Johannes Brahms may have had no greater admirer in fin de siècle Vienna, than Alexander von Zemlinsky, who as a young composer studied his scores voraciously, and in many cases, adopted Brahms' style, particularly in his early works. Yet the String Quartet No. 3, Op. 19, composed in 1924, is a far cry from the passionate late Romanticism that was characteristic of Brahms and his immediate followers and is much closer to the free atonality and angular expressionism of Arnold Schoenberg, Zemlinsky's one-time student, and son-in-law, as well as a fellow Brahms enthusiast. Curiously, the String Quartet No. 3 is a strong reaction against Schoenberg's recently discovered 12-tone method and a demonstration of how to use modified tonality to achieve many of the same effects of atonal expressionism without abandoning pitch centers. Even so, there seems to be a rather large gulf between Brahms' autumnal Clarinet Quintet in B minor, Op. 115 and the Zemlinsky work, so the connections between the pieces may seem tenuous, except for Zemlinsky's grounding as a committed Brahmsian. The Quartetto Adorno plays both works with admirable control, and the Brahms performance features clarinetist Alessandro Carbonare, whose warm timbres and smooth phrasing are at the service of the work's nostalgic and poignant moods. The pairing of these works isn't a common thing, so the group deserves credit for drawing comparisons between Brahms and Zemlinsky and making listeners think of the influences at work in Viennese music at the transition between late Romanticism and early modernism.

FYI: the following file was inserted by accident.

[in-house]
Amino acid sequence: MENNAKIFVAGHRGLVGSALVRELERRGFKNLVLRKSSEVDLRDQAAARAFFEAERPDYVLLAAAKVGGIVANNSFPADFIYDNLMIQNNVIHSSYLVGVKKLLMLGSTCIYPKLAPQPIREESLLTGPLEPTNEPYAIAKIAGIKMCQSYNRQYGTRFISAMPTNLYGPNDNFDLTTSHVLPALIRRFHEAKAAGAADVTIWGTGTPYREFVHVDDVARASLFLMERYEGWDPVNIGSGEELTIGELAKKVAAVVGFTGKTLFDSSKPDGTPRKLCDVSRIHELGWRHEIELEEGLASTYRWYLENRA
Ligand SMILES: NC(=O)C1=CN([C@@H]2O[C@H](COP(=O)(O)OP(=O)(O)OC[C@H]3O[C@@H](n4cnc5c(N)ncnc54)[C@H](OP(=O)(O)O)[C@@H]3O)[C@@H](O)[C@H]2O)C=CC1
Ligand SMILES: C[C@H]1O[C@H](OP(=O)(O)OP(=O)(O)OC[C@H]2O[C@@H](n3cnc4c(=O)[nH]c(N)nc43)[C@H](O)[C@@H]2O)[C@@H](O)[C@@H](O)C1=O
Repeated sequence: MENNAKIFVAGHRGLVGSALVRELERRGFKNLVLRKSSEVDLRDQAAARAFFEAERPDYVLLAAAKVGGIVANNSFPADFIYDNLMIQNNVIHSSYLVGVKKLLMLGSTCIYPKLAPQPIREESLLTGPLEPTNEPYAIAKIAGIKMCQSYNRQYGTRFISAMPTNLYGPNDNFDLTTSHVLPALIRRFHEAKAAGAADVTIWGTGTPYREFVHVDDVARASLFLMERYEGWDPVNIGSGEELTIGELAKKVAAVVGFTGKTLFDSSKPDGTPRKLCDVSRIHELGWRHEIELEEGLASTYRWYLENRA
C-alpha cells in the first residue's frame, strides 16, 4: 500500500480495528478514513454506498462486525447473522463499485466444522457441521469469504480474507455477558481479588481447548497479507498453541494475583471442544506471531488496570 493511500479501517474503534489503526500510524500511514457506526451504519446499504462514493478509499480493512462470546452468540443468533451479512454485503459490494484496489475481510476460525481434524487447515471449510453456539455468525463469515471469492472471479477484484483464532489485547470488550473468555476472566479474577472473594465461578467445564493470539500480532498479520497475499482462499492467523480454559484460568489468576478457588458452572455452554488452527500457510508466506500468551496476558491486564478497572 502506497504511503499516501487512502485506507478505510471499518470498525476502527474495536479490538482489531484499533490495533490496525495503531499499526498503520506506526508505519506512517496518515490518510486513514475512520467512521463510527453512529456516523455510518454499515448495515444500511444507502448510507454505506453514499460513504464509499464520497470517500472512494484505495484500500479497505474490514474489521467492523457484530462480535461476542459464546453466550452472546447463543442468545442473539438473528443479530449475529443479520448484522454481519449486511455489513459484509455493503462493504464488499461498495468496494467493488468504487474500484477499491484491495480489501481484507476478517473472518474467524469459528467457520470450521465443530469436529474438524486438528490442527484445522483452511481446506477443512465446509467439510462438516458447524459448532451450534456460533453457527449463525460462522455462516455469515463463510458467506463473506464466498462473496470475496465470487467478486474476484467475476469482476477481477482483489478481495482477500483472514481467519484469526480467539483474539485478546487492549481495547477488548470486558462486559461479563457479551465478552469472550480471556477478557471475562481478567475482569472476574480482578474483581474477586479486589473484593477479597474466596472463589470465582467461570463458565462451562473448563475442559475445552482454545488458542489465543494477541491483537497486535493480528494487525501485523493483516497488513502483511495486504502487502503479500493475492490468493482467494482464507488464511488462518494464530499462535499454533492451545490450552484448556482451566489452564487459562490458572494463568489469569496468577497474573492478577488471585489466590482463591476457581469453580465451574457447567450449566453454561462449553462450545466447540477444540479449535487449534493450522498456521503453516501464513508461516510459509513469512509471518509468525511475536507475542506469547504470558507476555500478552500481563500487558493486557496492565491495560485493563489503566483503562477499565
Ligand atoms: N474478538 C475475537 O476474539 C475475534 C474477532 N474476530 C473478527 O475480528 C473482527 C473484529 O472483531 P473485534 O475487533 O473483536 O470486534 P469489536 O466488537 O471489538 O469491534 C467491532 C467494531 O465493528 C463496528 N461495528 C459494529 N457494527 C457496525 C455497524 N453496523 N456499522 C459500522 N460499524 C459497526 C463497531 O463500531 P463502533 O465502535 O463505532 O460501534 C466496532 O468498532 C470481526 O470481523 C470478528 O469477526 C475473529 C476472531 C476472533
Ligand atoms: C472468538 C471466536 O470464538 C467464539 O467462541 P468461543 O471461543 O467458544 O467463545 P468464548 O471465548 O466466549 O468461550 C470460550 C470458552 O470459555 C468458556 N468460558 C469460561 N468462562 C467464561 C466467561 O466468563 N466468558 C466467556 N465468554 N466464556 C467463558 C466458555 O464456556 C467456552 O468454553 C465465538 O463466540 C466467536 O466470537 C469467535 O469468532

AllMusic Review by Blair Sanderson
|Quartet No. 3 Op. 19|
|Quintet Op. 115|